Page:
Just returned from taveling again, this time to the city of Indianapolis to see the Indy 500. What a great race! Lots of record were set, and yes – it was HOT! This was a fabulous vacation, made possible by our son Daniel who is a devoted fan of Indy car racing and is well-enough employed that he can afford to fly to nearly every race through the season. He very generously took his old parents and one of his sisters to see the ‘Brickyard’. The four of us loved every minute of our time there. My man, Takuma Sato very nearly won, the finish was a thriller and the race was great all around.
As you all know, I usually find myself writing all the time, but on this vacation there was little of that. However, I was killing time on the four airplanes we traveled in, and looking at some of my old manuscripts and first drafts of short stories. I found many fun things I had forgotten, both fantasy and sci-fi.
For the most part it was a good experience, going through my old work. There were some horribly phrased things and many instances 0f “what was I thinking” as I looked at some of them. I was quite pleased with them at the time, as I remember, and many of them I submitted to various publishers.
It is a sad fact most rejection letters don’t tell you why you have been rejected, only that your work is not what they are lookijng for at this time. I understand most editors and publishers do not have the time to write individual letters of rejection, but it would be so helpful if the rejection could have said something like, “Dear Ms Jasperson, at this time we are not looking for poorly plotted, badly written science-fiction short stories, but please take a writing class, rewrite this drivel, and have it proof-read and edited properly. Then please re-submit it and we will give it every consideration.”
It was not until I entered the world of ‘writing contests’ that I began to discover what was not quite right about my work. That was when I realized that if I wanted to write books that other people would want to read, I would have to learn how to make my basic story as good as I could get it.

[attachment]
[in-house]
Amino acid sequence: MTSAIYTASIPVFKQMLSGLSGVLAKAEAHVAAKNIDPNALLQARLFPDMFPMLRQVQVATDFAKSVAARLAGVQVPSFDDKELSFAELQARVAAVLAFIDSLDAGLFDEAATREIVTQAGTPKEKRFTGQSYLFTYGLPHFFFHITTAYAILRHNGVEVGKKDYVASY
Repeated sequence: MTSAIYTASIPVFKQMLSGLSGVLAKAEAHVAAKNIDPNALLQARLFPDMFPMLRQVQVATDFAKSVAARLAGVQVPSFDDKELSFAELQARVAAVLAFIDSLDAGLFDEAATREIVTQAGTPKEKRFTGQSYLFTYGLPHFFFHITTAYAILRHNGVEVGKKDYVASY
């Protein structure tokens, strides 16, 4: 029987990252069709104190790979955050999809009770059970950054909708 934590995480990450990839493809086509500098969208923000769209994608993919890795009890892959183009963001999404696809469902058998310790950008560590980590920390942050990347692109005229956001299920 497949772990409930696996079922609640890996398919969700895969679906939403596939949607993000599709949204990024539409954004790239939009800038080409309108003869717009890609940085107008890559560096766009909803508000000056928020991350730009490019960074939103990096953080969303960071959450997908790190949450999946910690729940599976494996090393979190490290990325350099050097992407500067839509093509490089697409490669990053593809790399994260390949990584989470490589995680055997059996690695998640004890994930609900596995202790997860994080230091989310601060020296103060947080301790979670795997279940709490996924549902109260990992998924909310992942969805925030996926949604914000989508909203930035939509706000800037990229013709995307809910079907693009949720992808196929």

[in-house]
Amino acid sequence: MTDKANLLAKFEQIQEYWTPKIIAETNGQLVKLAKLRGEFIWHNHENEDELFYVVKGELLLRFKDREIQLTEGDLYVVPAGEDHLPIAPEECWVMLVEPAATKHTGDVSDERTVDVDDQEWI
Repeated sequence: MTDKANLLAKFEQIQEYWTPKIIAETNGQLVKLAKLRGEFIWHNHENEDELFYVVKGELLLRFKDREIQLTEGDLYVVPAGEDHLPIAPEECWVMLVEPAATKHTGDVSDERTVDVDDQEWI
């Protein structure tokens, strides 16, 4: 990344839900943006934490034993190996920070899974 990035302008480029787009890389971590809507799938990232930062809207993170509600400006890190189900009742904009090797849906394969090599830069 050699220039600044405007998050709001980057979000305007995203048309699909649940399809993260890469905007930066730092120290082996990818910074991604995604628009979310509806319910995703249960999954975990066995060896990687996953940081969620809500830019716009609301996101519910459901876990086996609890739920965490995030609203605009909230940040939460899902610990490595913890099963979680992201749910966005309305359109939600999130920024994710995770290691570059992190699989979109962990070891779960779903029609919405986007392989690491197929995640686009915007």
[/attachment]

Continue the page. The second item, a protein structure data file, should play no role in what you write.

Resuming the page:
Most contests will give you some idea of what is expected in a manuscript, and you will then have to stretch yourself and your skills to meet those criteria.
Right now, the National Write a Novel in a Month organization, or NaNoWriMo is gearing up for their annual ‘Camp NaNoWriMo’ where they challenge us to go outdoors and write 50,000 words during the months of June or July. When you join the wonderful people at NaNoWriMo you really begin to meet other writers, often in your area.
It is when you are able to connect with others who are doing what you love that you begin to grow your skills. You learn what it is that agents and publishers want in a manuscript. You also begin to develop self knowlege, i.e. do you wish to be self-published or are you going to take the traditional route.
I highly reccomend getting involved in NaNoWriMo, and accessing all the wonderful levels of support they offer the new and beginning author! I did, and in November of 2010, I wrote the first draft of The Last Good Knight.
I always say that if I can finish a manuscript, anyone can. I was always the worst at finishing projects as a young person. But there is something about a story – I can’t just leave it there unfinished.
So as I looked through the old scribblings on the airplane, I realized that it was my chance encounter with NaNoWiMo which set me on the road that I now travel. Someday I will know everything I need to about this business, and someday the work will flow from my fingers in perfectly crafted paragraphs, but in the meantime I will continue to hone my skills and take the advice of all the wonderful people who guide me on this amazing journey.